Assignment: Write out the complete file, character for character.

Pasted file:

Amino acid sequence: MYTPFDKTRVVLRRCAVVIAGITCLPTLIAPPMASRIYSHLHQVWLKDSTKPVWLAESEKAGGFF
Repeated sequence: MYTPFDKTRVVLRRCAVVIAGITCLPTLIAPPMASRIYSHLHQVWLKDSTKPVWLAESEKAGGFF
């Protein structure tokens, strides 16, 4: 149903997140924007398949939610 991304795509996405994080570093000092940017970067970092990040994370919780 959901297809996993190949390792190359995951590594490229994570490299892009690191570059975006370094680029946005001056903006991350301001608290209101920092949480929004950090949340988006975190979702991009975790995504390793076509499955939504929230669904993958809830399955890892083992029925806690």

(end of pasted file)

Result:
Amino acid sequence: MYTPFDKTRVVLRRCAVVIAGITCLPTLIAPPMASRIYSHLHQVWLKDSTKPVWLAESEKAGGFF
Repeated sequence: MYTPFDKTRVVLRRCAVVIAGITCLPTLIAPPMASRIYSHLHQVWLKDSTKPVWLAESEKAGGFF
């Protein structure tokens, strides 16, 4: 149903997140924007398949939610 991304795509996405994080570093000092940017970067970092990040994370919780 959901297809996993190949390792190359995951590594490229994570490299892009690191570059975006370094680029946005001056903006991350301001608290209101920092949480929004950090949340988006975190979702991009975790995504390793076509499955939504929230669904993958809830399955890892083992029925806690």